More music theology discussion

Bass guitar pickup

While preparing for music tonight at church I came across a page over on the Garage Hymnal website: Papers on Church music

They put a link on their front page to these papers as a thought out response to the articles in the Briefing and ensuing debate about whether evangelical churches should play Hillsong music.

I must say it is a better and more thought out article than the one I struggled to write and encourage you to read it. Another good article is Andy Judd’s Case study of questionable lyrics in which the author explains what to look for when evaluating a new song. One of the good points for me is where he reflects on “Shout to the Lord”:

That said, I think there are reasons why you might not sing the song every week. The final example is the statement that “Forever I’ll love you, forever I’ll stand”. Carmichael identifies this as an Arminian view, a “personal guarantee” to Jesus that we’ll be there for him. This is interesting, because it could just as easily be read as a Calvinist affirmation of the perseverance of the saints (perhaps echoing 2 Peter 1:10 or something). Forever I will love Jesus – because I am one of the elect! Church songs are, after all, to be sung by the saints. But to be honest I doubt anyone sings that line either with particularly Arminian or Calvinistic thoughts in mind. We don’t think about it. It’s just a wishy washy line of good intentioned sentimental feeling, and so for me the second half of the chorus is a little too vague to be helpful. It’s not so much wrong as disappointing.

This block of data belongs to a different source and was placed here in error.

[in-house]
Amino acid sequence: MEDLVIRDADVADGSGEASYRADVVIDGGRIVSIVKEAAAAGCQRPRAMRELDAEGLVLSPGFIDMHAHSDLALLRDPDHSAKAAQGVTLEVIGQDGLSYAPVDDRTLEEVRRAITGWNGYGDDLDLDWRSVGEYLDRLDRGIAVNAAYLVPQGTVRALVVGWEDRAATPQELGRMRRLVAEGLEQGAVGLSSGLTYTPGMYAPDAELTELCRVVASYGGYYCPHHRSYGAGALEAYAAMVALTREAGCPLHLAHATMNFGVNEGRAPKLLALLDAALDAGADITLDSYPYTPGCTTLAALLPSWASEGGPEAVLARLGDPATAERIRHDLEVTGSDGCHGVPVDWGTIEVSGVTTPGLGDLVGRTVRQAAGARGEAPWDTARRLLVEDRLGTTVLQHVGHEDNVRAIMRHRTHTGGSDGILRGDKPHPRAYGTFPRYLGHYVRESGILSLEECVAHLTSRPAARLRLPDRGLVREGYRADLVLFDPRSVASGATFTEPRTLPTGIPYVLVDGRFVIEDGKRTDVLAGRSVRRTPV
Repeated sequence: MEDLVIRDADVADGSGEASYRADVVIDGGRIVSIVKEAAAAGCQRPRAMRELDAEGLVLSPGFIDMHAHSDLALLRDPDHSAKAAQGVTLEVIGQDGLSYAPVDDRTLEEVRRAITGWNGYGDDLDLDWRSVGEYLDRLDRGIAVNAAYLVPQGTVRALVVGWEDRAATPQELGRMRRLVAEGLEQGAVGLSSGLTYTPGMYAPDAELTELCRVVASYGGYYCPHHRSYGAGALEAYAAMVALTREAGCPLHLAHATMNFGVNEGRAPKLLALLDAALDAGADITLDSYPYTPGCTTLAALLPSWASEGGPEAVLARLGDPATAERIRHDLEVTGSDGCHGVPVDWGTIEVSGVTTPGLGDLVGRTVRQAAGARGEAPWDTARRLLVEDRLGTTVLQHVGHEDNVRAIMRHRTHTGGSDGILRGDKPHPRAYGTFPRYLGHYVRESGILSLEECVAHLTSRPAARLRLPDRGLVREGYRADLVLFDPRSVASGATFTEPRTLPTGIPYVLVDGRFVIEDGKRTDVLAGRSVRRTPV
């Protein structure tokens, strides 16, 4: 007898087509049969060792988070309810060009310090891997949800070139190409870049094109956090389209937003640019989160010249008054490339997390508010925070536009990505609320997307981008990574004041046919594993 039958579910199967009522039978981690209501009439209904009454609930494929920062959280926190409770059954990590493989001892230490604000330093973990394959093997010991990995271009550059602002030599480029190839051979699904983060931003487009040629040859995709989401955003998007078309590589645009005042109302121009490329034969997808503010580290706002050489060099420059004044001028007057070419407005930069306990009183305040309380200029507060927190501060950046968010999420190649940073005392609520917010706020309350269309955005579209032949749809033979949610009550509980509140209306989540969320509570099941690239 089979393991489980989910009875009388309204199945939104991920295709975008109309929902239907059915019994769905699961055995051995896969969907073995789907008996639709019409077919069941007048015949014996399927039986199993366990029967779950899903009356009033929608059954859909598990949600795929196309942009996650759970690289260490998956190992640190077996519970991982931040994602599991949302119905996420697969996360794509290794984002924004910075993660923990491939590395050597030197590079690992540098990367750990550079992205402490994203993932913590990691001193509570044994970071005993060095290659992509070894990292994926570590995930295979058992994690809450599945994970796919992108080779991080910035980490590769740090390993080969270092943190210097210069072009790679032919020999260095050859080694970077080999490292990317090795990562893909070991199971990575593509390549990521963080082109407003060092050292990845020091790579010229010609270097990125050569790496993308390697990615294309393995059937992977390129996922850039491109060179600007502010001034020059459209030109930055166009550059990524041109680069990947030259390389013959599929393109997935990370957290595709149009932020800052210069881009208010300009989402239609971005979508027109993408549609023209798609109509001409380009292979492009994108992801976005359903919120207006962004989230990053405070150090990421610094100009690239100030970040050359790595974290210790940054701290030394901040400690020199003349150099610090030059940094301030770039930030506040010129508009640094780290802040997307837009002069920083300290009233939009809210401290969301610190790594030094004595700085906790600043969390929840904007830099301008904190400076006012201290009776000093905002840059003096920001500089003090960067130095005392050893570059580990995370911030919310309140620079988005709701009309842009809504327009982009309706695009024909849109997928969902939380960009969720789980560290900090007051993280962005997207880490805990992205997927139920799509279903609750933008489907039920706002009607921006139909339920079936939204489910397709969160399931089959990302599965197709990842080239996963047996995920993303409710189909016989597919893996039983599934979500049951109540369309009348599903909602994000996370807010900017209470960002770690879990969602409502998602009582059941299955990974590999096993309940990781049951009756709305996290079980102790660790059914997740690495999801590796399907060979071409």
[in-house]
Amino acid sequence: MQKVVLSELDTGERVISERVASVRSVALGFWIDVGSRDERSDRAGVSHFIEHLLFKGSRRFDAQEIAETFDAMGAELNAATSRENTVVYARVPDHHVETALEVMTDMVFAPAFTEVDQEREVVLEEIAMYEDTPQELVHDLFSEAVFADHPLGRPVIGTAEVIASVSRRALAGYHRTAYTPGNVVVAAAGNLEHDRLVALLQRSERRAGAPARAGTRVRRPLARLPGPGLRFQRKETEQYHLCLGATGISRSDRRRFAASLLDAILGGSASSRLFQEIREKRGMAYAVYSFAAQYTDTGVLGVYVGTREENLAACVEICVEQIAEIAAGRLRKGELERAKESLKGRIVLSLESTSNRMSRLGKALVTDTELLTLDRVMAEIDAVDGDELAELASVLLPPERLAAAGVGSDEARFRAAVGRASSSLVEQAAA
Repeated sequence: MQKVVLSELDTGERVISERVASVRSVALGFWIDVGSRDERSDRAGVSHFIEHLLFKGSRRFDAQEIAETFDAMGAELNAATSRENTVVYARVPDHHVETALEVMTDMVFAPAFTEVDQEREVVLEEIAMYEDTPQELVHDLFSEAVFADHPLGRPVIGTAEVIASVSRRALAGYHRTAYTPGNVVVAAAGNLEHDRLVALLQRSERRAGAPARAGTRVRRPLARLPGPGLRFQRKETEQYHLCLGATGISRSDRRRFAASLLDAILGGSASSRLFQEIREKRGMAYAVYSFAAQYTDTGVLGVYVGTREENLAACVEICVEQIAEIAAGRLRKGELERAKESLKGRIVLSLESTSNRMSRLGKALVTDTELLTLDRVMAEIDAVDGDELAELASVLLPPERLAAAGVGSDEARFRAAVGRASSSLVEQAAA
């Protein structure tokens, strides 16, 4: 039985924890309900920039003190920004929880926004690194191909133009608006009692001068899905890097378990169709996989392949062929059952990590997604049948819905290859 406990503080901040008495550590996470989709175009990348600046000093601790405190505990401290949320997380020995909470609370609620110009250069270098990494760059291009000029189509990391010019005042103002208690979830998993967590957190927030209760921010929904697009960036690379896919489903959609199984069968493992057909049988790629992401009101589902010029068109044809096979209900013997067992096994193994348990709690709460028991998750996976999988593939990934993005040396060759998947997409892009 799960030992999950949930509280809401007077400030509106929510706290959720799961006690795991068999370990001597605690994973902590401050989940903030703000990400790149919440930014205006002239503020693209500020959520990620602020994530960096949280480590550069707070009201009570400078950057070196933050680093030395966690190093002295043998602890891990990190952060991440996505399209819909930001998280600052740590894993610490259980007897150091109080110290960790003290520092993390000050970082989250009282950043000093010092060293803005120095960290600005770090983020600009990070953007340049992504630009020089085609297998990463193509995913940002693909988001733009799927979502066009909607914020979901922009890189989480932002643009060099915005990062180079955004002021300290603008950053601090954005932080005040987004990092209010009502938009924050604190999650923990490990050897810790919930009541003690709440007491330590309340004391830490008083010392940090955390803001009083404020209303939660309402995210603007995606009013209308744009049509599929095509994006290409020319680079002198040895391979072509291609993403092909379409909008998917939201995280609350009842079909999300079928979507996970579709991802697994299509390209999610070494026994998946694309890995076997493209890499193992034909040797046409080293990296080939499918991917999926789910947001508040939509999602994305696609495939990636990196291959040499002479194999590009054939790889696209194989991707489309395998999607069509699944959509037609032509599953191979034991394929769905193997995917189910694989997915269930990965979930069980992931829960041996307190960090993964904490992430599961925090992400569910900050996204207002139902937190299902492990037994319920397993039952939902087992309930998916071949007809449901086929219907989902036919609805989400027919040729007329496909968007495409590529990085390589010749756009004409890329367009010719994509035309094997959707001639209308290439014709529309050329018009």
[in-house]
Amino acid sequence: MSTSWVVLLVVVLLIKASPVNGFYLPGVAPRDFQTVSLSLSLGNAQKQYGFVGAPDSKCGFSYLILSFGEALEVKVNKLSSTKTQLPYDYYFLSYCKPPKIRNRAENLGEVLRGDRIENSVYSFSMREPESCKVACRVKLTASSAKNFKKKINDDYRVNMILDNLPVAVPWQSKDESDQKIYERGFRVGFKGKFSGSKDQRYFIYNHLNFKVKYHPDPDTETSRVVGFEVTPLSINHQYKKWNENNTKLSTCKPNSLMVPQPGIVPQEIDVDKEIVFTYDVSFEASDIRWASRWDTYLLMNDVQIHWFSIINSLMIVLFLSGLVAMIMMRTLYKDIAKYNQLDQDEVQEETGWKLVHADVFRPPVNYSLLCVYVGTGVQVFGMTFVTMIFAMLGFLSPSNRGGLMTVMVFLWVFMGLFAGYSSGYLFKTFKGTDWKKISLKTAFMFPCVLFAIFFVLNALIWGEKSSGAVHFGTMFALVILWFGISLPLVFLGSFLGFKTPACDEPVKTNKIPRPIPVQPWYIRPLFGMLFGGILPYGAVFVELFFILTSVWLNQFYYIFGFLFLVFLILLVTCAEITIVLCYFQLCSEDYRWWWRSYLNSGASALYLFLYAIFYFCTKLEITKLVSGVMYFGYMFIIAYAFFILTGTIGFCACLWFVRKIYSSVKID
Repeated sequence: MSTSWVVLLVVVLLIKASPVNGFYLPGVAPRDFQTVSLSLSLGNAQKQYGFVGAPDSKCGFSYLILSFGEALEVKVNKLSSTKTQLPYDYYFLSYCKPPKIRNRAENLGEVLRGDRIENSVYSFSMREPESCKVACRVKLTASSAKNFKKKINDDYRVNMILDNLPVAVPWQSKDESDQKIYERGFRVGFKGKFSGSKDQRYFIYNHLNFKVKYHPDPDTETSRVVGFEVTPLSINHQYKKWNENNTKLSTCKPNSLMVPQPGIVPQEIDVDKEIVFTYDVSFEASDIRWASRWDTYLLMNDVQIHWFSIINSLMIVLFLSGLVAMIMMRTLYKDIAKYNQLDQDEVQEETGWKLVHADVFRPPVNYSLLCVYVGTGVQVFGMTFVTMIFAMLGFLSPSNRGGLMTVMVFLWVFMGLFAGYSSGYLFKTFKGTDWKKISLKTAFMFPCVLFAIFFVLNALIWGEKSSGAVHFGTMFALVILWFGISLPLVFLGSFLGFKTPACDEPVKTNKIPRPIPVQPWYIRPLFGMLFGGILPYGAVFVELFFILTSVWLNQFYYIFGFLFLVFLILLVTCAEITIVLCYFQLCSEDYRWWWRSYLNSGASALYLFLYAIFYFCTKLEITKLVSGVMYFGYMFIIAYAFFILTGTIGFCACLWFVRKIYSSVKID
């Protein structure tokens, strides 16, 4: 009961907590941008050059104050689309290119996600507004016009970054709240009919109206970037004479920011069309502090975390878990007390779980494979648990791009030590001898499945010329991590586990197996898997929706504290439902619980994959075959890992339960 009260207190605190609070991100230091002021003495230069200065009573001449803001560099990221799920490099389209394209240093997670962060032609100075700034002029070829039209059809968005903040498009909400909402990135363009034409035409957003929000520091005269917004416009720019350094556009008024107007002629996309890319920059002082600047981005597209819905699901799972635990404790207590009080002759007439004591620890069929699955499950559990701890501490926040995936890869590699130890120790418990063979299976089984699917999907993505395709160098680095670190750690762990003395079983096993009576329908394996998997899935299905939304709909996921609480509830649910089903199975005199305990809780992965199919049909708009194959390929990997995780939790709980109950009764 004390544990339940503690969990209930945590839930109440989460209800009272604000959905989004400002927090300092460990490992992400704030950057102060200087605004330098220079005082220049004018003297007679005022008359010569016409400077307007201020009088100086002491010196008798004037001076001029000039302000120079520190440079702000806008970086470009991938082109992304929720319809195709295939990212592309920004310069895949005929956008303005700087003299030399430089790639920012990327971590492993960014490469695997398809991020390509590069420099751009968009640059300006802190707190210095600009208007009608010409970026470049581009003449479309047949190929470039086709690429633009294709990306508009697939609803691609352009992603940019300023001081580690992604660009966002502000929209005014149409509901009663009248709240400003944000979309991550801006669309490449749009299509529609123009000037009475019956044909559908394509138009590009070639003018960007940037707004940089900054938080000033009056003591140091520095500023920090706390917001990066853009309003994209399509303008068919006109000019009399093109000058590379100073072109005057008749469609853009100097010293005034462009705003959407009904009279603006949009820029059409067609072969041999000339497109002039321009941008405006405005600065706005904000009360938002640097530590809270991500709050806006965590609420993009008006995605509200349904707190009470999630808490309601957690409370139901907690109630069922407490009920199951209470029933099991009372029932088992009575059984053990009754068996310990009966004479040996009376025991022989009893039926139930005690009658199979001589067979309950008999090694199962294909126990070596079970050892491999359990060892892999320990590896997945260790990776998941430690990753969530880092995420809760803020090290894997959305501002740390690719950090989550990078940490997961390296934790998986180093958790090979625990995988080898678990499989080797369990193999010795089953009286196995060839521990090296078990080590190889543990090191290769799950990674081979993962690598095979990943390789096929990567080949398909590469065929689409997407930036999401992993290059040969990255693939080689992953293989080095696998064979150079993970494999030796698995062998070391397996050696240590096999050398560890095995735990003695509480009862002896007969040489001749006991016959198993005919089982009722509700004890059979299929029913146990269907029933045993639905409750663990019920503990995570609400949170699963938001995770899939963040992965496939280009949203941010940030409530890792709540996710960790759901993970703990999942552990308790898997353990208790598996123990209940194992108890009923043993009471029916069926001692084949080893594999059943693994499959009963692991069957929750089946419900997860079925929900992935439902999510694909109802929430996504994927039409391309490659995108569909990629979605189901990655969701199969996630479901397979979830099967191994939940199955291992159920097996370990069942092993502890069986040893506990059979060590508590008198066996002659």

Also the conclusions at the end of “Why church playing is important” PDF link are encouraging.

Thanks

“What do you say to a musician who has done a really good job?” someone asked me recently. You don’t want to build their ego’s. But encouragement is a great blessing in a church. Personally, what I’d find most encouraging after spending hours battling to get everyone in tune and in time is “thanks, I found singing together tonight really encouraging”.

Prayer

If you are not starting your band practices with a time of prayer and sharing you need to. I know music teams who spend 30 mins together talking about their lives and praying for the service every week. Not a second of that is wasted.

Singing along

I remember playing in a band at KCC recently and having Willow (the sound guru) come up to us and thank us for singing along while we played. Apparently everyone found it encouraging. We didn’t notice, because we were so caught up in the words which we’d played a thousand times but never sang past verse 2 until then. Try it! (flautist are excused, reluctantly).

Take some time off

Everyone should have at least one week off every month. Our church barely has enough musos to make a full band (let alone two or three), so we just have heaps scaled back music on the fourth Sunday of every month. I’m prepared to have no singing (or use backing tracks/organ) if it means giving the musos a break.

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